What used to be wide-open habitat for wildlife has now become our backyards. It is important that we know how to co-exist with wild animals, and how to determine the proper care for any that become orphaned or injured.
Many times you will come across a baby bird, rabbit, squirrel or deer that you think may be orphaned and in need of help. This is not always the case! Rabbits, for instance feed their young only once or twice a day, then the mother stays away from the nest so she is not calling anyone's attention to it.
A few general rules of emergency care for any type of wildlife:
1. Leave the animal alone if the parent is nearby.
2. Leave the animal alone if it appears fat, bright-eyed and healthy.
3. Rescue the animal if you see that its parent is dead.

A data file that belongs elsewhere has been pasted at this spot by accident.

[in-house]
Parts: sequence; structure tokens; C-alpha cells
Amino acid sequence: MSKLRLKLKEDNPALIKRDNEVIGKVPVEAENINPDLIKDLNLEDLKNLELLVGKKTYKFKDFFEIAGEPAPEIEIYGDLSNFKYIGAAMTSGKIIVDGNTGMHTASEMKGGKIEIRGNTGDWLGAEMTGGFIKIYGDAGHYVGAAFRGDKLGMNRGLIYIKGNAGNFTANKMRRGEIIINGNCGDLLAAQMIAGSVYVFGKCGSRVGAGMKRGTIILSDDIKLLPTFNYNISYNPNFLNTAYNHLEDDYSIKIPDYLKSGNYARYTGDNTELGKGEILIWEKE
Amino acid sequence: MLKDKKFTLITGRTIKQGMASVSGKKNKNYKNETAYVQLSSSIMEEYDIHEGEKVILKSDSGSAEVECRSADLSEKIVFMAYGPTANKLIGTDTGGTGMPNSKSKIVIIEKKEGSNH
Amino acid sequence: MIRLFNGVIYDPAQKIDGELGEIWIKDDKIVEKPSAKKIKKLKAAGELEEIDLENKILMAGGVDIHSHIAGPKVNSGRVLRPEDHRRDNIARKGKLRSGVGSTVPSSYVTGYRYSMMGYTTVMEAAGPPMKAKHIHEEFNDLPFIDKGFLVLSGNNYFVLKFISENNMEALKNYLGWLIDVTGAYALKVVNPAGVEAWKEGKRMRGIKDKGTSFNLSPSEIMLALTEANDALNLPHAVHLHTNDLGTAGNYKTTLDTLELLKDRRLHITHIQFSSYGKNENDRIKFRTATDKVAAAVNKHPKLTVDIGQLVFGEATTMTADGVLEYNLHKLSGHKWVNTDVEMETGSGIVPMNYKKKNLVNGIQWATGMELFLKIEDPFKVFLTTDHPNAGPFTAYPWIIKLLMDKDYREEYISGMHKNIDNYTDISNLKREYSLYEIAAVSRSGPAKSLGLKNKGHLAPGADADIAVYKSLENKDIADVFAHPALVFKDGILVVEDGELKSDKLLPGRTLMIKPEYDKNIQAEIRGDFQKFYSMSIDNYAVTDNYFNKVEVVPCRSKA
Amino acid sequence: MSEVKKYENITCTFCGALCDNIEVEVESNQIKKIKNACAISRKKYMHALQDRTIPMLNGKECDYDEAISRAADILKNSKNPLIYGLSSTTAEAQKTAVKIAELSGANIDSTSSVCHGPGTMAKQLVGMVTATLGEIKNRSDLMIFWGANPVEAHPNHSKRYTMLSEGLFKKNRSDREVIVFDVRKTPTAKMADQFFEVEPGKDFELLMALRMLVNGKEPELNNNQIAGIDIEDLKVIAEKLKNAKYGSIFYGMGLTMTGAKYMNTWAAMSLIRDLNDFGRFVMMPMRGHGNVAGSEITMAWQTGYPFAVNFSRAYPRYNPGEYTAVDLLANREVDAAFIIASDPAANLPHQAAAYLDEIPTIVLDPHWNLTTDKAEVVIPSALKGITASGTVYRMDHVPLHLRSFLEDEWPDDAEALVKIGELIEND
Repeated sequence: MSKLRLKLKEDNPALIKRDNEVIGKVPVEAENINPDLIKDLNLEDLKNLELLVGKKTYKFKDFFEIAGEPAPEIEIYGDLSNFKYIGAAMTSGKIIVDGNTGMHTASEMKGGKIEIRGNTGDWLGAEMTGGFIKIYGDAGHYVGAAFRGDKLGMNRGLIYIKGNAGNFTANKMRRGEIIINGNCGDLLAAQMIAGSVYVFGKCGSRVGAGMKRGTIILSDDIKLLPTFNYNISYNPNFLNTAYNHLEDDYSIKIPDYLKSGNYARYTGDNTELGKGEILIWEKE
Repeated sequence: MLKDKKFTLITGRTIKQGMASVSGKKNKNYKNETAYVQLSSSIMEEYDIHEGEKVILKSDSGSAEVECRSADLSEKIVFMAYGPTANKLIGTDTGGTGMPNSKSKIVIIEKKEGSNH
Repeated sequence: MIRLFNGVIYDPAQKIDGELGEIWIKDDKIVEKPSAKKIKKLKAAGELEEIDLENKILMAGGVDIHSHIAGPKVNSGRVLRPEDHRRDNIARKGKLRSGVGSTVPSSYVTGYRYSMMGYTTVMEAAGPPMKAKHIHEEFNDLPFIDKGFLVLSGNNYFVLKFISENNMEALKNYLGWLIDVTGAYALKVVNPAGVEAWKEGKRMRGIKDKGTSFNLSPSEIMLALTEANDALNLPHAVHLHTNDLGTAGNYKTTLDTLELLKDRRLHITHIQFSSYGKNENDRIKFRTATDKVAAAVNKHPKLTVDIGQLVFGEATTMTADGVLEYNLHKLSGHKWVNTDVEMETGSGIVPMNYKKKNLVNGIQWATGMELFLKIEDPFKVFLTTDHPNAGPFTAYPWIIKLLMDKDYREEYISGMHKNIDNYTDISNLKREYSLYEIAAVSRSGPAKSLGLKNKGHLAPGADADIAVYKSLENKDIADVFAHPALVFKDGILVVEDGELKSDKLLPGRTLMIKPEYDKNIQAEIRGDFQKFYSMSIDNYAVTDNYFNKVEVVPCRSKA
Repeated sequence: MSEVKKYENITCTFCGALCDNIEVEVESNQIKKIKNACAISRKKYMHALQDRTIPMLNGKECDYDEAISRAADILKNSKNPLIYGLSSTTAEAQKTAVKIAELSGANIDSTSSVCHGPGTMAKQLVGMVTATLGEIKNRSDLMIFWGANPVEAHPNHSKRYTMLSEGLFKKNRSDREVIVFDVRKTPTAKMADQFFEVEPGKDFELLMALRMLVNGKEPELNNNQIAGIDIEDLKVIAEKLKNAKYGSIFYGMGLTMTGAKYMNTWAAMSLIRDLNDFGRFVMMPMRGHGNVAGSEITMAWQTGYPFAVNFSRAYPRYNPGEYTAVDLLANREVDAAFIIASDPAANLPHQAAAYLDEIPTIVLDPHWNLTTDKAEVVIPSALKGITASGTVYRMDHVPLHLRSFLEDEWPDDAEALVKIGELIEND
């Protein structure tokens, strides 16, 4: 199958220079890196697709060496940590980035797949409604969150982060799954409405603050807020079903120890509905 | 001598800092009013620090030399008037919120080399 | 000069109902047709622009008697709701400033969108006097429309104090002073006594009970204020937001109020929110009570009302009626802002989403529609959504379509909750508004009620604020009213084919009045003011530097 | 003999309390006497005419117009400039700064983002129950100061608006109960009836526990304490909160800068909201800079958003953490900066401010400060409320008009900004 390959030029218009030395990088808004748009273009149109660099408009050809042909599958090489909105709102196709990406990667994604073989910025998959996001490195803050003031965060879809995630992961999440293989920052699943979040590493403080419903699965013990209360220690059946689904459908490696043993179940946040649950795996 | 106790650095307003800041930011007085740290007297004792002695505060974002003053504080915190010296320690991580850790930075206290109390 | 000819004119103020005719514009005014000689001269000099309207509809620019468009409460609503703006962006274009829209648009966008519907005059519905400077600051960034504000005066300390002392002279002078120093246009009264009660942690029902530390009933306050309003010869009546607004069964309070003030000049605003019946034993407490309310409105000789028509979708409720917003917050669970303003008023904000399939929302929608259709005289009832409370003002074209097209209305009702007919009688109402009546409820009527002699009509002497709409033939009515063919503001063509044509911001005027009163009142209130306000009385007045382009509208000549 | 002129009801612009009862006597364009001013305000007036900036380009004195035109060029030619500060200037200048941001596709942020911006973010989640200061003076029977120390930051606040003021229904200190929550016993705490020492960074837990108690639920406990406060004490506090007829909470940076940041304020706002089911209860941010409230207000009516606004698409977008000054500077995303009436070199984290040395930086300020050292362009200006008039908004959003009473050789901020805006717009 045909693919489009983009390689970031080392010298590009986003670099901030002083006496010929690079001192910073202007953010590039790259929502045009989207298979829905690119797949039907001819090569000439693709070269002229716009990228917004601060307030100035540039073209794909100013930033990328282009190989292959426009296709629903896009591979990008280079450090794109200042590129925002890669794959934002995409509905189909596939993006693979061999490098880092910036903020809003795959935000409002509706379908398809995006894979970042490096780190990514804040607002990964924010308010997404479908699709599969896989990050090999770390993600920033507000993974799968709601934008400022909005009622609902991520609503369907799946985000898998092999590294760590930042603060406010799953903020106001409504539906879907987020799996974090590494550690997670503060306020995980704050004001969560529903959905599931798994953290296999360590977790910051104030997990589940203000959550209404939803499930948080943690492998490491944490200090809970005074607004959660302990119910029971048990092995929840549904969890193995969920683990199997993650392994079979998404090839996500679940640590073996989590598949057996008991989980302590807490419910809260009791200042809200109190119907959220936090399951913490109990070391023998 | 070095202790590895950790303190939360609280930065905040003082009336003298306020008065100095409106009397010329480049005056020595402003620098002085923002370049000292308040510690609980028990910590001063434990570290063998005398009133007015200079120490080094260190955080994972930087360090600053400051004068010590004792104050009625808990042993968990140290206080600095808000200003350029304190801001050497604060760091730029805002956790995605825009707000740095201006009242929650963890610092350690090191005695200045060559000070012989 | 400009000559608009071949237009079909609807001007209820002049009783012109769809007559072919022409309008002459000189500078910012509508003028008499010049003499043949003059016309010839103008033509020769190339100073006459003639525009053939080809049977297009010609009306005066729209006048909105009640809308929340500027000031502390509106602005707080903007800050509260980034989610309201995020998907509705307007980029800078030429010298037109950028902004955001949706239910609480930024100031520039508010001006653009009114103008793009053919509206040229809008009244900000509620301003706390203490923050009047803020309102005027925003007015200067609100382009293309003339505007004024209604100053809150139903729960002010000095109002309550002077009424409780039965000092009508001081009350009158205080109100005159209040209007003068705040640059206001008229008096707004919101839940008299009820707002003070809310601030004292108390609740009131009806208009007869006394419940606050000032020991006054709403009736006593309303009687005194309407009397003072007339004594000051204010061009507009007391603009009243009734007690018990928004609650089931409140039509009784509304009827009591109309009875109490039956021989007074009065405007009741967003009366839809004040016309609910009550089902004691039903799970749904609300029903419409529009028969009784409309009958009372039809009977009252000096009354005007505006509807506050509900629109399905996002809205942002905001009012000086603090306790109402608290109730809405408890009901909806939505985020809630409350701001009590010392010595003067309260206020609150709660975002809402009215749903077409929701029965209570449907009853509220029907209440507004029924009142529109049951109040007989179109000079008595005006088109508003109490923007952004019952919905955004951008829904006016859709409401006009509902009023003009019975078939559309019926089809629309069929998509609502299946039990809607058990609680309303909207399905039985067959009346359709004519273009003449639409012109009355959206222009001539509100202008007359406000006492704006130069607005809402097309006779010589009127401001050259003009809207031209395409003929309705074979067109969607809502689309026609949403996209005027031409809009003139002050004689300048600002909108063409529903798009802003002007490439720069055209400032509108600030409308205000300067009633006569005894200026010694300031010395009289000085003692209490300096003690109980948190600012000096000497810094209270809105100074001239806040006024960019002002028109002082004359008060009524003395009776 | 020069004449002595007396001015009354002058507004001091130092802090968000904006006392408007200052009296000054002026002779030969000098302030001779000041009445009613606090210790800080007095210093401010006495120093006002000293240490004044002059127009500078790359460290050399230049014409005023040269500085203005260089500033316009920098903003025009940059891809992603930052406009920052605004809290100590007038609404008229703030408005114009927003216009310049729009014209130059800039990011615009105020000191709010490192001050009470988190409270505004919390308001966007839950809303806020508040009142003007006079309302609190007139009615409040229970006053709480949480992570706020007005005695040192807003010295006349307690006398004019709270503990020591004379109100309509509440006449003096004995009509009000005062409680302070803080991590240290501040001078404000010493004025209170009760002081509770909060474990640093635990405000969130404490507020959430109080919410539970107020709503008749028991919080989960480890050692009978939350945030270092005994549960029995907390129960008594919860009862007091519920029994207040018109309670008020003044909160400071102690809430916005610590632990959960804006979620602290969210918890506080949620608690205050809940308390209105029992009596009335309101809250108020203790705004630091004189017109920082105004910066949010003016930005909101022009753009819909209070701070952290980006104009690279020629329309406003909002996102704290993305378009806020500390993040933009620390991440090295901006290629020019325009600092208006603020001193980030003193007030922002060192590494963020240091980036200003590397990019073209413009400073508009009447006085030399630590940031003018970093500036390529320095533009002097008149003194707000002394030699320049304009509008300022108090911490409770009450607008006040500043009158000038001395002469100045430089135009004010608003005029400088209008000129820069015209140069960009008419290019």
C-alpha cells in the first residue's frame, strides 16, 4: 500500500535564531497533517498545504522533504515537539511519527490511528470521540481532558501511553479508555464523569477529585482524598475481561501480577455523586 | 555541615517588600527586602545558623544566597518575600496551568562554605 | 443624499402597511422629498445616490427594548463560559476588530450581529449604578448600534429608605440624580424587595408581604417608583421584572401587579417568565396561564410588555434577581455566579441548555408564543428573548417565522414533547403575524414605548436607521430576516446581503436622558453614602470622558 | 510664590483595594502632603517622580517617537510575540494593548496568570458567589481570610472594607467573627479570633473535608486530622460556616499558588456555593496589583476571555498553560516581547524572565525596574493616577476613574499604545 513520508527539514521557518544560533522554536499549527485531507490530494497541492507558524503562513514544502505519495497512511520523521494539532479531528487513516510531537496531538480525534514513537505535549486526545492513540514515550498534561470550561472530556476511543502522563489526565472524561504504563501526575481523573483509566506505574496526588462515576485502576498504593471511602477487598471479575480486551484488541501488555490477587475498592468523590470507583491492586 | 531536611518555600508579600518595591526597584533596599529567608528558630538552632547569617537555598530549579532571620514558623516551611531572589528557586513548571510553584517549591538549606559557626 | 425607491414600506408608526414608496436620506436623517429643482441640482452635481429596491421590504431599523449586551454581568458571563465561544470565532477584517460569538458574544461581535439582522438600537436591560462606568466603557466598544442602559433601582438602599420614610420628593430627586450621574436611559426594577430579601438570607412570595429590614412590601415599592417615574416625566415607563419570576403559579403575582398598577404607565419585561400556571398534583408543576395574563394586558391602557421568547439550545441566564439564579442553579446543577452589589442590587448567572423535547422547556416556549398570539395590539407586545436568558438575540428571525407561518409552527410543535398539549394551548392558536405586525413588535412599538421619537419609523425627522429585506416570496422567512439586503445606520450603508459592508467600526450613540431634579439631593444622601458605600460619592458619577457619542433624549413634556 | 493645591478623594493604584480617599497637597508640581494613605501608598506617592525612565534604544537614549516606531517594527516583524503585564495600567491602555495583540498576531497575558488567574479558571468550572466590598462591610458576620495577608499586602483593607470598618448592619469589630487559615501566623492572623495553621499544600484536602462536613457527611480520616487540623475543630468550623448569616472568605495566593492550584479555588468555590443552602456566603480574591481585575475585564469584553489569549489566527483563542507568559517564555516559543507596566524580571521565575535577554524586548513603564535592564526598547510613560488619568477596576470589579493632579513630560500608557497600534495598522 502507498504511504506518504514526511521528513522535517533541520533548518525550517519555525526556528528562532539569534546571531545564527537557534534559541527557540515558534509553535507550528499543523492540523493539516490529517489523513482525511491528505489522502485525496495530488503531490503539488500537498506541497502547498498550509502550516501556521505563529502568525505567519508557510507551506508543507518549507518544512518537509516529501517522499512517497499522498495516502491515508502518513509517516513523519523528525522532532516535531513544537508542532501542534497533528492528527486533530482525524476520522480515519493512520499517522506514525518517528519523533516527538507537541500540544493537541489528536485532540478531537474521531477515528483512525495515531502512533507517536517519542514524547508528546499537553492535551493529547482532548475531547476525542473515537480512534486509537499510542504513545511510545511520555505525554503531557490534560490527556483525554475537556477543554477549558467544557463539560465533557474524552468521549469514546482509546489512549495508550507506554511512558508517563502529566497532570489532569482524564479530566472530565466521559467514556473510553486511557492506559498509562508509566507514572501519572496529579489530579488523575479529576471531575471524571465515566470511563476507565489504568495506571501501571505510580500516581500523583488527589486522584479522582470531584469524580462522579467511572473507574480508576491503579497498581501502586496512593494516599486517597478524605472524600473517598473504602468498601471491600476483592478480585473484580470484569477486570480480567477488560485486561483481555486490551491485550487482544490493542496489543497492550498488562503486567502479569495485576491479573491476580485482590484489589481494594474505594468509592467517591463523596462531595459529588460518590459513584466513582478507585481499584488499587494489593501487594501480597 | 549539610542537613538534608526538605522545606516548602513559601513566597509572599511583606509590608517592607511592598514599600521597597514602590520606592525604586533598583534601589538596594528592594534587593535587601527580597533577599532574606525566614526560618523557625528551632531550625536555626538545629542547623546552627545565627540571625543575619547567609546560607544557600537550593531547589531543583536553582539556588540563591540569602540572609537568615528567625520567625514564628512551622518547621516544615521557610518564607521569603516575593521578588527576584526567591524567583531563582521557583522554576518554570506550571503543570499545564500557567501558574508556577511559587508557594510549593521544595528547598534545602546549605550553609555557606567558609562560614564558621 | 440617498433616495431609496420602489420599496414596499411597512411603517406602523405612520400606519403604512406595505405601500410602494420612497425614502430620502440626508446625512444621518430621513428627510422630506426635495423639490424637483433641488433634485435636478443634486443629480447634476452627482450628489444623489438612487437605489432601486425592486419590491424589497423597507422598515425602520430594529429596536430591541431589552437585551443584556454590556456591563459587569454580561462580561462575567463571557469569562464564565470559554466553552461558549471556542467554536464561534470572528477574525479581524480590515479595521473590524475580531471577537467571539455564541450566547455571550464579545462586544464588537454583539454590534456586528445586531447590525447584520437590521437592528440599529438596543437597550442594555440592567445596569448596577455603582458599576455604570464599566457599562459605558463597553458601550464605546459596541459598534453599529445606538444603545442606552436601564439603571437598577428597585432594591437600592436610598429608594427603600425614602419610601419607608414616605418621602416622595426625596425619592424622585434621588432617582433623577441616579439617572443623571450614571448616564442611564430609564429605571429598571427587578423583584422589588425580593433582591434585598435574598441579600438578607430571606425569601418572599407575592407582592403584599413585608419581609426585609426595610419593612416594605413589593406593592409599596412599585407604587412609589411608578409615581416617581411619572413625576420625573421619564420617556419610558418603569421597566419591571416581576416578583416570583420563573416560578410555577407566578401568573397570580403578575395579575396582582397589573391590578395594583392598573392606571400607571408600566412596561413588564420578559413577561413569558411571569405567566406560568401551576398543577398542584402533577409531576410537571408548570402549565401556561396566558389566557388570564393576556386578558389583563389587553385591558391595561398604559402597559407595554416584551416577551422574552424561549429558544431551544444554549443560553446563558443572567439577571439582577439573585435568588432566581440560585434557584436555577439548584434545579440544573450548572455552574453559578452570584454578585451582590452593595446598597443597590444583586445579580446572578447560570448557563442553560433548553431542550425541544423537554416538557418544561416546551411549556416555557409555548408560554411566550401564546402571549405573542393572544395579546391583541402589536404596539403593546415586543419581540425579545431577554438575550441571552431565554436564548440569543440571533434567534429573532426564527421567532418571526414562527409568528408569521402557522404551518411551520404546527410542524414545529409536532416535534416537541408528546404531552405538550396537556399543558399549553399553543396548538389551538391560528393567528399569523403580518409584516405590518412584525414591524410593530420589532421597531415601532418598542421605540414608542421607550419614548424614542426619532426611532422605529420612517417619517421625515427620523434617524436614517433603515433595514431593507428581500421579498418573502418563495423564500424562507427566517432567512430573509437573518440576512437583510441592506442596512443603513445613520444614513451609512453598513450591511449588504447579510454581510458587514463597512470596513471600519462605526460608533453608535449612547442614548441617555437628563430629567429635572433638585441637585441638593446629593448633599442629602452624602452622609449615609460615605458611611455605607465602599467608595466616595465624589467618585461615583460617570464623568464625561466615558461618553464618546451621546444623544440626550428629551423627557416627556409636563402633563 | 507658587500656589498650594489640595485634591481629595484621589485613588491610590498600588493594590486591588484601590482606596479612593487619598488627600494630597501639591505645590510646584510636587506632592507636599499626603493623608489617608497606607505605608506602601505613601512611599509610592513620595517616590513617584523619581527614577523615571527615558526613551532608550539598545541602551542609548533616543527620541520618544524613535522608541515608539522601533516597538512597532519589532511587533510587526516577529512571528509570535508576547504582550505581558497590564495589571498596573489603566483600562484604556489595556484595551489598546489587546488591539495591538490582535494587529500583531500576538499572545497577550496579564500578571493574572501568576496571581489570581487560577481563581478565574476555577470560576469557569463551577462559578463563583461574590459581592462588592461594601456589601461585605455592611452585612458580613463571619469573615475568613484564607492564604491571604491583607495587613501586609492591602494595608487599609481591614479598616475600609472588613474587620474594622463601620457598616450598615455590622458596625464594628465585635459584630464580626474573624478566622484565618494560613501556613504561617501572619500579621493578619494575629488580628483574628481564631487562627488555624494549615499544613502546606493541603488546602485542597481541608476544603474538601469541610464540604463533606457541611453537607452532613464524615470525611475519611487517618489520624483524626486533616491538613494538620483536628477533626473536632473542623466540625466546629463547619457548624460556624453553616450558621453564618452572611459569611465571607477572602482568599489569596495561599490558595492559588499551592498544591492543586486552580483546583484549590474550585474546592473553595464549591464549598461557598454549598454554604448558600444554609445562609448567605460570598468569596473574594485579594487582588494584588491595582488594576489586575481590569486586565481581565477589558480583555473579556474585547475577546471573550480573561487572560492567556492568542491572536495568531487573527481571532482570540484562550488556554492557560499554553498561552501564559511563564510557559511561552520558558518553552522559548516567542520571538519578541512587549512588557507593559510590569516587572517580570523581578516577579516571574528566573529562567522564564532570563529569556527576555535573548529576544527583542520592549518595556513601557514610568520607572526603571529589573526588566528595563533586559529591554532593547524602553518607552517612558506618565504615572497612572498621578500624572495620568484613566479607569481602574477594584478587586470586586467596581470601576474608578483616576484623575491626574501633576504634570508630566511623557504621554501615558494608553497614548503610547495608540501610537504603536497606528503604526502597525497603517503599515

4. Rescue the animal if it appears weak, sick or cold.
5. Rescue the animal if it appears to be visibly injured.
6. Rescue the animal if it is in danger from traffic or other animals.
Until you can get advice from your humane society or wildlife rehabber, place the animal in a box with holes and a clean ravel-free cloth. Nestle a hot water bottle or jar filled with warm water into or next to the cloth. DO NOT use grass for bedding, as it is usually damp enough to cause a chill. DO NOT attempt to feed or water the animal. Inexperience with the animal's needs can be fatal.
Indiana Audubon Society and the Mary Gray Bird Sanctuary receives many calls and emails every year to assist in injured or sick wildlife. IAS does not have the licenses or experience to assist with sick or injured wildlife.
Please visit the Wildlife Rehabilitation page on the Indiana DNR website to locate a wildlife rehabilitator and locate additional information.